And, perhaps, most interesting of all is the man in the street. One Sunday afternoon I was sitting on a bench on the shady side of the road watching the crowd, when by-and-by down the length of the highway came a strange procession. First a crucifer, his white cotta belted tightly around him, holding aloft the cross and Christ, then, in full and gorgeous vestments, a priest who, as he walked, read aloud from a book, then several hundred bareheaded men, and then, perhaps, a thousand women and children, and all of them -men, women and children-were reciting something in a weird monotone, not in unison, but each independent of the other. It was not a song, nor was it a chant; it might have been a creed or a prayer, but it was endless, and as, with the passing of the people, the great sound came fainter and fainter, the effect was curious in the extreme.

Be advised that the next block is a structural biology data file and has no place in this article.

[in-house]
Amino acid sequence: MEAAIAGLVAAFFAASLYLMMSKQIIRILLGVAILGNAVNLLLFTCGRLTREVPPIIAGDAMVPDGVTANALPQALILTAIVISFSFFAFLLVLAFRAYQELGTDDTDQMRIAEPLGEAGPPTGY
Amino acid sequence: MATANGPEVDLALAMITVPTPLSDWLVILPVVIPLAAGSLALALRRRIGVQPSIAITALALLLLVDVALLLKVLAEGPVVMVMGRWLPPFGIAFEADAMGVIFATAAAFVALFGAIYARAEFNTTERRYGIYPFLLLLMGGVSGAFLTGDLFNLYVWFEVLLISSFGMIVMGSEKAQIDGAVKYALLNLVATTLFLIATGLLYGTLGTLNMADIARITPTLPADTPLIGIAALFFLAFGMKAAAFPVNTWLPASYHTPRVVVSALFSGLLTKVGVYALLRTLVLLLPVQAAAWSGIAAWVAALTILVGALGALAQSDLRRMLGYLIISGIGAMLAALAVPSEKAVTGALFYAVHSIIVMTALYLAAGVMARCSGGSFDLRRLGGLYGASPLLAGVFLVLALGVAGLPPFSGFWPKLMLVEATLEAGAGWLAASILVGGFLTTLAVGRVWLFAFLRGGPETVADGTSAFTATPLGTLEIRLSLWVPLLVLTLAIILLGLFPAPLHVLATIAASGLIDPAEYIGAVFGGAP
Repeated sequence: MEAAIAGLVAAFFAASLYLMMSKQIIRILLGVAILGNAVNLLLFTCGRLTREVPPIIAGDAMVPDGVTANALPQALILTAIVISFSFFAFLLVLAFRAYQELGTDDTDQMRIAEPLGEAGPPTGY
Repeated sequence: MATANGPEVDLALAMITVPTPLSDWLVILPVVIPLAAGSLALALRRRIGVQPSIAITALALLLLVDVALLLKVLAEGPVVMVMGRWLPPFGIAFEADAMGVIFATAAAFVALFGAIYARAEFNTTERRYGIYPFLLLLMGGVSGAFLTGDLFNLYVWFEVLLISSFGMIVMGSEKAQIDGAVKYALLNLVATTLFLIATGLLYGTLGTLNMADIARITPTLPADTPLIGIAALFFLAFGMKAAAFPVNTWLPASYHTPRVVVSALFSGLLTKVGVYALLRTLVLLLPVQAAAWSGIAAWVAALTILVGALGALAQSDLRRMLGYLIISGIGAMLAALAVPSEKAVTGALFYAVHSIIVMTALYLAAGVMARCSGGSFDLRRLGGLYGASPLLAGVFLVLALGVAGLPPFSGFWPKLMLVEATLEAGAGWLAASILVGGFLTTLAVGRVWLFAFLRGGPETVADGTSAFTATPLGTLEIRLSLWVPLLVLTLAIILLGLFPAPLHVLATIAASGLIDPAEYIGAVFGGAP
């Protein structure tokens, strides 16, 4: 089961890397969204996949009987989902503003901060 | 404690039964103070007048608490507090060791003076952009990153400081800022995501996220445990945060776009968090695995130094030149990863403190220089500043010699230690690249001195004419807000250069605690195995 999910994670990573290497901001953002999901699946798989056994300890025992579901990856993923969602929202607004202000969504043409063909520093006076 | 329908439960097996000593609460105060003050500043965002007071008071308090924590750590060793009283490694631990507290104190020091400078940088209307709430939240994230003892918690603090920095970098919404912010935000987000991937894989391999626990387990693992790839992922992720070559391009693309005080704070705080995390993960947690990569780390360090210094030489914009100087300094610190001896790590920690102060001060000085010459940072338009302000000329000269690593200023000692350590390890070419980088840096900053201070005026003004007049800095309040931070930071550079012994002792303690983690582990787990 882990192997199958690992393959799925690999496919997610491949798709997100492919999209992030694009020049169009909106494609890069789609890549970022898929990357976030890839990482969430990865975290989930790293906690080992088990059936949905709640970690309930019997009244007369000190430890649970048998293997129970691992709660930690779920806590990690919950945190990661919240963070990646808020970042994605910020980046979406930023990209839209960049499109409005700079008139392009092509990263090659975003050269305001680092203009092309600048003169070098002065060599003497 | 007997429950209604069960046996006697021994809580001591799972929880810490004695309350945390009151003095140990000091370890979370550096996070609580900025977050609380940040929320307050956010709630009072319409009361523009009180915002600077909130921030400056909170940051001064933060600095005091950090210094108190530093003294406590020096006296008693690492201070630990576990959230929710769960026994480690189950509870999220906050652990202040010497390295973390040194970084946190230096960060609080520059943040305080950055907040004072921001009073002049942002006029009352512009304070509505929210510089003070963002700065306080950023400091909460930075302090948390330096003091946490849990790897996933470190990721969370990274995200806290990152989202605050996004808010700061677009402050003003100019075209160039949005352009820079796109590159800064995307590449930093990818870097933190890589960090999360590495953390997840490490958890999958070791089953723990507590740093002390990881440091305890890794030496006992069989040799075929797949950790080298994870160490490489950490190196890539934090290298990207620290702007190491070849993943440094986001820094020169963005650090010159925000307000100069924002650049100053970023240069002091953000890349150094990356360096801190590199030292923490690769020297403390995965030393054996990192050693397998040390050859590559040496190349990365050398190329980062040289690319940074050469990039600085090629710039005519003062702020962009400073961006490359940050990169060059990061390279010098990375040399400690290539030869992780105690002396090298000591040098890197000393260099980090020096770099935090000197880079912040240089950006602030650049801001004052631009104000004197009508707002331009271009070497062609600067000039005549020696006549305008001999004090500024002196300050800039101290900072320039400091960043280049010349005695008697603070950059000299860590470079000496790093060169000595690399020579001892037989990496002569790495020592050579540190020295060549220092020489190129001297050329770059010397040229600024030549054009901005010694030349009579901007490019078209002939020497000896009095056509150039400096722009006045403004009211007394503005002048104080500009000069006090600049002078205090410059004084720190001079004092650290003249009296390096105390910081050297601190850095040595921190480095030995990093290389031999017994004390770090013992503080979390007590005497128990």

One of the most singular and interesting places in the city is the Capuchin monastery that stands upon a densely wooded hill directly over against the castle. You enter the domain from one of the main streets through an archway under a fourstory building that is built directly over the way. Thence hundreds of steps wind up the mountain side, with shrines at short distances containing life-size figures that tell the story of the crucifixion. Presently you come to an ancient, frowning gateway through which the way still leads upward, until it culminates in the final act of the passion. On a grassy knoll, approached by wide steps, stands a temple-like structure, open on all sides, the roof supported by time-worn columns of stone, beneath which three tall crosses stand, the center one upholding a greater than life-size figure of the Crucified, upon the other two the thieves. At the foot are kneeling the women and that Apostle Jesus loved. I know nothing of the art involved, but whether crude or whether really good, these figures make their story very vital. While I looked, two boys came by and knelt in a reverence that was real, and after a time went their way, the better, I am sure, for that brief prayer.